Cancer Ever After

Musings on Infertility, Adoption, Parenthood and Cancer

The Line

on 01/19/2015

As I go through this process, I’ve noticed an adoption narrative that I am just not comfortable with. I’m not rescuing this child from a terrible and awful situation. Because I have a better job, am more established and have more resources at my disposal, does not automatically make me a better parent. The choices I make as a parent and my willingness to learn, improve and adapt are what give me the ability to become a great parent. But I have to constantly work and strive to be a better parent. Resources do not automatically equal greatness.

I’ve been told that I could raise more money for the adoption if I focused on how I am saving this child. But I won’t go there. I simply don’t believe it to be true. I feel so strongly about this because of my background. My mom got pregnant and married at 17 and then had four more kids in rapid order. She had five kids by the age of 25 with little education or job skills. And then my parents divorced. A home that had just enough to scrape by was torn into two homes that couldn’t quite make it.

I got my first job at 10 busing tables, and by 12 was helping to cover electric bills–but that was temporary as we got on our feet. My mom was determined to provide for us and to make our lives better. She entered into a management training program at work and got her bachelors degree while I played volleyball, hung out with friends and finished high school. Long before I managed to graduate college, she had her master’s degree and had opened her own business.

Through it all, she was there for all of us. Sometimes she was tough, and lord knows you don’t want to get on her bad side, but she was a great mother. Amazing children are produced by single-parent households, and amazing people grow up in families that don’t have a lot. It’s all about the characteristics you instill in your children and how you encourage them. My mom taught me the value of hard work and that it’s not really work if you love what you do. She always encouraged me to strive to be my best and told me that limits exist only in my mind; when I see a ceiling I should break on through.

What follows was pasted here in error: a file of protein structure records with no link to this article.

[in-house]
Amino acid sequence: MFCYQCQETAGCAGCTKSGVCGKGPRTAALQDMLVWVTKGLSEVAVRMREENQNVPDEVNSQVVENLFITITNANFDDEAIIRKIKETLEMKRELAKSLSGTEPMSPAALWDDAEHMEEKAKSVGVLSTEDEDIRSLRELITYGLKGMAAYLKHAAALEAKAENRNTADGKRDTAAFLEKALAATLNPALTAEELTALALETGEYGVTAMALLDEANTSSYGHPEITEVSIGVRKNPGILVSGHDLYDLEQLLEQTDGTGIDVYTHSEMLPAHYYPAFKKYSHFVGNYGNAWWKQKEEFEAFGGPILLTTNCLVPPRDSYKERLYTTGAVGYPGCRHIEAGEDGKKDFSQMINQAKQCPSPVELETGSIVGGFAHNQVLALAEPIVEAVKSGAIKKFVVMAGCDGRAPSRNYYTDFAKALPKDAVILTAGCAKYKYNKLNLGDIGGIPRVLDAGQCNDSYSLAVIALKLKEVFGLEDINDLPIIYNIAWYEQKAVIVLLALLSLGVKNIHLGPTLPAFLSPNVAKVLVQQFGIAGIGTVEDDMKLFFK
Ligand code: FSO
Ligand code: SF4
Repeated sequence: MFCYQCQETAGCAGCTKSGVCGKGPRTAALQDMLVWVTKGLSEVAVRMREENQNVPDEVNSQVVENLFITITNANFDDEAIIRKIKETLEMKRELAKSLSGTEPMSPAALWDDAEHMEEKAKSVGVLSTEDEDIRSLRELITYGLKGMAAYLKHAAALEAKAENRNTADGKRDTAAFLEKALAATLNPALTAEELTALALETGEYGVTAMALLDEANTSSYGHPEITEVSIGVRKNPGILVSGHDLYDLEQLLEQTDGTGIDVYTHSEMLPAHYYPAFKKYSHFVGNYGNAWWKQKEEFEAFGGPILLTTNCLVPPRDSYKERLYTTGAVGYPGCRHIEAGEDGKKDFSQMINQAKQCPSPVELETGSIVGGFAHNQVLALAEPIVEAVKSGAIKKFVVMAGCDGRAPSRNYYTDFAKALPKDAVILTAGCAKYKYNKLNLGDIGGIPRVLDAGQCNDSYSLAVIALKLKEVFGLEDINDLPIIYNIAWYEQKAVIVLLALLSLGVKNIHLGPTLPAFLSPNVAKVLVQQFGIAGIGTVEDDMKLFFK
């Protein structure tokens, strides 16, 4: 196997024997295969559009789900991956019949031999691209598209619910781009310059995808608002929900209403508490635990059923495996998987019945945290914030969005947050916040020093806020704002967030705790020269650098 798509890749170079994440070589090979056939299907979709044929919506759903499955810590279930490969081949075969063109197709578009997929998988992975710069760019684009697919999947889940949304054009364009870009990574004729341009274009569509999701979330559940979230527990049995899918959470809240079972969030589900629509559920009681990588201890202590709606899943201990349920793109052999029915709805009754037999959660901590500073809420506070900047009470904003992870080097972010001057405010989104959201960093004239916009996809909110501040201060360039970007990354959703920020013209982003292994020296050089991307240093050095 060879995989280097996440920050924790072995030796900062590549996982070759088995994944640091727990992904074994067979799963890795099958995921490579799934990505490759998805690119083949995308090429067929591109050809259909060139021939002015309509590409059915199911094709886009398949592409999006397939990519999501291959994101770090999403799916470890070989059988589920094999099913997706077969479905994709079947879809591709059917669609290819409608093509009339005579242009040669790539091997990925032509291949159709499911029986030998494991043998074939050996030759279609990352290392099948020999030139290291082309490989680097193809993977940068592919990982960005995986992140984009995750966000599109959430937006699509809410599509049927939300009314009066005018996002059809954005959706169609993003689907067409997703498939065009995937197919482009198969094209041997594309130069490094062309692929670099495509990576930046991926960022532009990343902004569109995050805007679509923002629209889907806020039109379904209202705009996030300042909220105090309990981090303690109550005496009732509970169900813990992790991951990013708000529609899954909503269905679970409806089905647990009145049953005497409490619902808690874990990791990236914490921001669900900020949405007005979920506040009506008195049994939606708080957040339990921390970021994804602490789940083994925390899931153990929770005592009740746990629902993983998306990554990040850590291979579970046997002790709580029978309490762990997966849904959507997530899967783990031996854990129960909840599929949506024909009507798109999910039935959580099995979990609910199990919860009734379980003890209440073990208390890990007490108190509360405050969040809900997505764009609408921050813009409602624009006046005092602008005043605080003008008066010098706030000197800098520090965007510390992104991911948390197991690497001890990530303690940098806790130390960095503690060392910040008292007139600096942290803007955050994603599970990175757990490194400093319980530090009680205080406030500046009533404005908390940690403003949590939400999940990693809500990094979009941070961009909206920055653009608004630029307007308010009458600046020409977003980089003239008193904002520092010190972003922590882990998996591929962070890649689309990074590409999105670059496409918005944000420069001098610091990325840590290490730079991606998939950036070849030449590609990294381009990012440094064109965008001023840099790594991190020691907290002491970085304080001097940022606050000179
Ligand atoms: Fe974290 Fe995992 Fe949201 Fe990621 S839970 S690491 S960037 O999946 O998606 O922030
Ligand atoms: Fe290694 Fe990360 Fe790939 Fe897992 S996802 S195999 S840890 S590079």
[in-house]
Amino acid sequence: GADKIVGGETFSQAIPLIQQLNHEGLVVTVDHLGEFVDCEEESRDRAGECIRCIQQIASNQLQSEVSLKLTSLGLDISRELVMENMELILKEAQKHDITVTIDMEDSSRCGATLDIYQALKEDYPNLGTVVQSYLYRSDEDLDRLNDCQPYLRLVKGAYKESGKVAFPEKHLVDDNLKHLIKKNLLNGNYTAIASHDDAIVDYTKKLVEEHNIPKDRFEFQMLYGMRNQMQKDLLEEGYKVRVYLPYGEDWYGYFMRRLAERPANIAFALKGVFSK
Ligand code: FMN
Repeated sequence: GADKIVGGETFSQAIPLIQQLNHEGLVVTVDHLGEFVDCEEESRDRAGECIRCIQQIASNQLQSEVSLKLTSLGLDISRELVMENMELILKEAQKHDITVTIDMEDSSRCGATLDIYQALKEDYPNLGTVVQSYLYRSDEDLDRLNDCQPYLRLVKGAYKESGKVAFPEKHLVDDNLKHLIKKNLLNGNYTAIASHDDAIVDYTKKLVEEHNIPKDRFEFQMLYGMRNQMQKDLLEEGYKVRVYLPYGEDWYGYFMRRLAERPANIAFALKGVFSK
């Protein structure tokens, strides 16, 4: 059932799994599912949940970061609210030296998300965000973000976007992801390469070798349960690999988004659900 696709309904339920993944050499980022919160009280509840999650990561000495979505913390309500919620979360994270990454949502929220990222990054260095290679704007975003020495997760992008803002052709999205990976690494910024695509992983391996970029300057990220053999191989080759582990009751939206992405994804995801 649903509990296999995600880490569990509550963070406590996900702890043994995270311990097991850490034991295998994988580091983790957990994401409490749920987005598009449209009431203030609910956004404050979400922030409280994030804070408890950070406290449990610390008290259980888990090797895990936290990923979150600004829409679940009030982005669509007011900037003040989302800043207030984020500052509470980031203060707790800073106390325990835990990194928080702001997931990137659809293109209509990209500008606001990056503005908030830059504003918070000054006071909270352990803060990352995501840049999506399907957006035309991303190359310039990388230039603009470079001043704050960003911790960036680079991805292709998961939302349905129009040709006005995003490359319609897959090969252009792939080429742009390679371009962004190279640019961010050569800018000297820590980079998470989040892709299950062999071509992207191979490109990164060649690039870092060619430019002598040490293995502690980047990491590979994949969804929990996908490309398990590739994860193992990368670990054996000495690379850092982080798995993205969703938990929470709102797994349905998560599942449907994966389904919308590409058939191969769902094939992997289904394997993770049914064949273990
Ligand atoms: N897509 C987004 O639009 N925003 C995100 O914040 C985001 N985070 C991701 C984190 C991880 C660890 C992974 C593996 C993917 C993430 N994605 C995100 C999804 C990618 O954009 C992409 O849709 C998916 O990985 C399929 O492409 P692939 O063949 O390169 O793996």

I don’t know what is in store for our birth mother. I don’t know the choices that she will make. But I do know she is making a pivotal one now, one that will reverberate through the rest of her life. My hope is that by digging so deep and asking us to raise her son in a house with more opportunities and resources, she will be able to focus on her life. She wants to complete her GED and get her nursing certification. I hope that happens.

I also know there is a chance that she will change her mind.  That is why it is so  important for me to cling to the knowledge that if she decides to parent this child, he’ll be loved. Time will tell which one of us will kiss his boo boos and kiss him goodnight.

I hope it’s me, but I have to think that she will aspire to greatness if she keeps him.  I know she loves him too, to go through this and then hand him over to someone else to raise. In some ways, I think he is doubly blessed. He’s not even here yet and so many people love him.

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